and the number one reason I love my girl:

1.  Her love and acceptance have brought a secure, peaceful feeling to my life that I’ve never known before, and when I think about our future together I just feel so darn HAPPY!

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*  Click here to find out how to help chimpanzees in honor of my girl

A prayer for the new people in our old house

The last two months have been a tidal wave of housecleaning.  Literally.  On April 27th, the first house I ever owned, 3300 square feet which my ex-husband and I chose 13 years ago as the place we would raise a family, the home where both of my children were born, became the property of another family.  Then on May 11th, my mother’s house was sold, leaving another empty space in what I had always envisioned of my life plan.  These two transitions felt like major losses and big changes on one hand.  But on the other hand, they each brought unexpected moments of peace and triumph.

Our family home went not just to a mom and dad and two little kids, but also to a church family.   A nearby Presbyterian congregation purchased it to use as a parsonage.  This fact brought such calm to my heart because it was an assurance that there would finally be a whole village of people– an entire community– to repair all that had been broken.  A new group had come to fix up a place I had loved but hadn’t been able to care for.  The broken windows, the cracked stair spindles, the doors off hinges (mostly the result of my son’s rages) would be replaced, repainted, remodeled.  For nearly a year, every time I had come back into that house, I felt the pain and loneliness sting.  It was as if the house itself was a child I had once loved but abandoned.  When I looked at bits of peeling wallpaper I had long since given up on smoothing over, part of me remembered gently taping and cleaning and making better little parts of this house the way a mother washes a scraped knee, puts on a bandaid and makes everything better with a kiss.  Even Aubrey felt it the first time she came there with me.  She said she understood why I cried about it and why it was so hard, but that cleaning it out and selling it would be like opening up a wound to wash it out.  At first it would feel really raw, but in time– and soon– the wound would heal and it wouldn’t hurt so much.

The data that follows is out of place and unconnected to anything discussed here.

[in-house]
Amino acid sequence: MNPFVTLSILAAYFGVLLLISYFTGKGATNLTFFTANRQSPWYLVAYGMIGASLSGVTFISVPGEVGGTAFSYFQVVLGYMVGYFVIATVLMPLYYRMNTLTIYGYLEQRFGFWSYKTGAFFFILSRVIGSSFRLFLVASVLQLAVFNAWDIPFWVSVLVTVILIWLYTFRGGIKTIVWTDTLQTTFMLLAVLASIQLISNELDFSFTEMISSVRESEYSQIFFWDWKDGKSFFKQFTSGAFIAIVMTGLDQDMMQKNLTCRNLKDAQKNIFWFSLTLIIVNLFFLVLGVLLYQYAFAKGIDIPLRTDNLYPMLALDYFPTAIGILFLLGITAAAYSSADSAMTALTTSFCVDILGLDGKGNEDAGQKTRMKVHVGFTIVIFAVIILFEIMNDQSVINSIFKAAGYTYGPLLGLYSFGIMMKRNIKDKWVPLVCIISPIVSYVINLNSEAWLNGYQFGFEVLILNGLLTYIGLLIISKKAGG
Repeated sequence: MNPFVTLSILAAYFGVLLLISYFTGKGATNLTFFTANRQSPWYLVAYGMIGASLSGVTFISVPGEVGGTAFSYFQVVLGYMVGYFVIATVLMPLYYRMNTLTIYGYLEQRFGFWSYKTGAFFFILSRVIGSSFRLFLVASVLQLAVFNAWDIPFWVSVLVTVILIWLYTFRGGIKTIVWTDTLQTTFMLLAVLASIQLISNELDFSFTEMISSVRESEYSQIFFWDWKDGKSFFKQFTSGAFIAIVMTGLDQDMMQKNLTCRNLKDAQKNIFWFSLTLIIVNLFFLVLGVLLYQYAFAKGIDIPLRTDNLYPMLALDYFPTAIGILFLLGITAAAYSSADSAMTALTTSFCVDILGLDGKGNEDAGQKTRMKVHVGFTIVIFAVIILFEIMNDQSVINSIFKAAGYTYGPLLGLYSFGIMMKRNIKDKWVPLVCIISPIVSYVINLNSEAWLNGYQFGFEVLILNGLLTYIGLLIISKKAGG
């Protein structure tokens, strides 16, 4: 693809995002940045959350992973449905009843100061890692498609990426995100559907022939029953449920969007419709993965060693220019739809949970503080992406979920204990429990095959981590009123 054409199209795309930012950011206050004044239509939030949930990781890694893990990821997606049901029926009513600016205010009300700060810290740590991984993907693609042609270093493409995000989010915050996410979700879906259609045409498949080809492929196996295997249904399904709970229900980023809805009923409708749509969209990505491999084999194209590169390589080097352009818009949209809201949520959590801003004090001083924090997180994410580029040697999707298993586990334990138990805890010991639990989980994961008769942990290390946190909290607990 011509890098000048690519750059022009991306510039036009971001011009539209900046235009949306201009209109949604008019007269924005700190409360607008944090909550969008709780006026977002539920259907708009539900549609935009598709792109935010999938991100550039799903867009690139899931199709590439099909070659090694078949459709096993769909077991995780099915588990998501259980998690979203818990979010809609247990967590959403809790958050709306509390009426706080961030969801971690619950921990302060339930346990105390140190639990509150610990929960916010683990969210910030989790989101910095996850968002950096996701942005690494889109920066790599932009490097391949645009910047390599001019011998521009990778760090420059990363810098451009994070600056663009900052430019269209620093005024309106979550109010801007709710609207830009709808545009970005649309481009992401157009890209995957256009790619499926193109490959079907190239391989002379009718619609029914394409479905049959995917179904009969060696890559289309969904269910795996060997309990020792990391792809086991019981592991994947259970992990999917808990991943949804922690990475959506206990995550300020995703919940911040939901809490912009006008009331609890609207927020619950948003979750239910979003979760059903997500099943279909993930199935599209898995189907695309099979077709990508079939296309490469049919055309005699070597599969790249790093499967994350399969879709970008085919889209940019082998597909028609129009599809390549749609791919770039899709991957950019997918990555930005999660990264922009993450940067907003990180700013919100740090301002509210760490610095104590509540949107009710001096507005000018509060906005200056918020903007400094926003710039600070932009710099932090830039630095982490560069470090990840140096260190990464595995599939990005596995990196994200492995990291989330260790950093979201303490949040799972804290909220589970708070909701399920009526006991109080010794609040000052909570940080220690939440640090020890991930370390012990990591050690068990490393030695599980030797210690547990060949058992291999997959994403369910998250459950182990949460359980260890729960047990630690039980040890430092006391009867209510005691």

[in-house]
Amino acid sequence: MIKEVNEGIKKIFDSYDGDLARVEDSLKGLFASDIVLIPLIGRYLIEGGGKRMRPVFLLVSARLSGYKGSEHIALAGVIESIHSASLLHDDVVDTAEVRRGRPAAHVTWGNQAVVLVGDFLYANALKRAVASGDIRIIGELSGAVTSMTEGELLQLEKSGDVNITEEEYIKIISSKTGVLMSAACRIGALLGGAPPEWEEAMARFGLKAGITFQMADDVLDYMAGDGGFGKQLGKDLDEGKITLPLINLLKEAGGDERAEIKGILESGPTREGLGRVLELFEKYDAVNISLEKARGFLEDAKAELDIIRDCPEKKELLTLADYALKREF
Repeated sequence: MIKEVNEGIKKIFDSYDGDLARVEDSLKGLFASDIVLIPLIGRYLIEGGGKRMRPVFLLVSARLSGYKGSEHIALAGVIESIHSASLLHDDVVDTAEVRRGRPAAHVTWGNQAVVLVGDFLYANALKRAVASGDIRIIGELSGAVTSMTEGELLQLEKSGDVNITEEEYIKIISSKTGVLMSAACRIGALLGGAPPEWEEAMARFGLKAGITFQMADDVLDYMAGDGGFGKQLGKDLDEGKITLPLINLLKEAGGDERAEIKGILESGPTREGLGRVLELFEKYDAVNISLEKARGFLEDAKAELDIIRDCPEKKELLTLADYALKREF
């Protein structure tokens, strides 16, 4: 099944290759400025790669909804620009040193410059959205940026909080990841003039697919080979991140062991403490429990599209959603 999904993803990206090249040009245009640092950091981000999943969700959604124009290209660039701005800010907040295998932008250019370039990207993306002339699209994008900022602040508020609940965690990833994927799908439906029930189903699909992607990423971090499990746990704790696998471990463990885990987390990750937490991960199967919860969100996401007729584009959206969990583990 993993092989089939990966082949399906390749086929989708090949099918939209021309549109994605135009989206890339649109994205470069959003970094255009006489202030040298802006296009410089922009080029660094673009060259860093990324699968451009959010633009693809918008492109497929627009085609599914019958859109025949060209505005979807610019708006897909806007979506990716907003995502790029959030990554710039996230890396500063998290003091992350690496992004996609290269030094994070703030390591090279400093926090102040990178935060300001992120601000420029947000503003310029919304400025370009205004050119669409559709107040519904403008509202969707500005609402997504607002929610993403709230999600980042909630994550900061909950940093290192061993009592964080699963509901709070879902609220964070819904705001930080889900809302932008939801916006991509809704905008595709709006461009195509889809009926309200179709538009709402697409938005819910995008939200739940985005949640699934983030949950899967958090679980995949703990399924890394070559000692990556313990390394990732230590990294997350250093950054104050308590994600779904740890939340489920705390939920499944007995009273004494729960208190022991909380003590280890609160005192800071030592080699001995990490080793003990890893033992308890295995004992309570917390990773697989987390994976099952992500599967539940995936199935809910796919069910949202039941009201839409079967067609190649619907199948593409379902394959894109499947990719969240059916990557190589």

For months I tried to sort through the things left in that house.  As much as I tried, I could never bring myself to organize a plan to clean it out completely.  I just couldn’t face the ghosts in that home because I had nothing to tell them.  And I didn’t know how to explain my departure and close it up.

The week before settlement, Aubrey and her family helped me move key pieces of furniture to storage.  Then the day before it sold, Dan and I brought a truck to get the rest.  It took hours more than I expected.  Everything was heavier than I had anticipated.  We worked from 9 AM until 11 PM and were not even finished.  Throughout that hard day, I wracked my brain trying to figure out how to get closure, how to transition the house and myself in a way that felt good.  I felt much the same way about getting closure with this home as I had about writing my mother’s eulogy– I had one chance, it was going to be a challenge, but I would never be able to take a do-over on this one.  If I wanted to do it in a way I felt proud about, I had to do it now.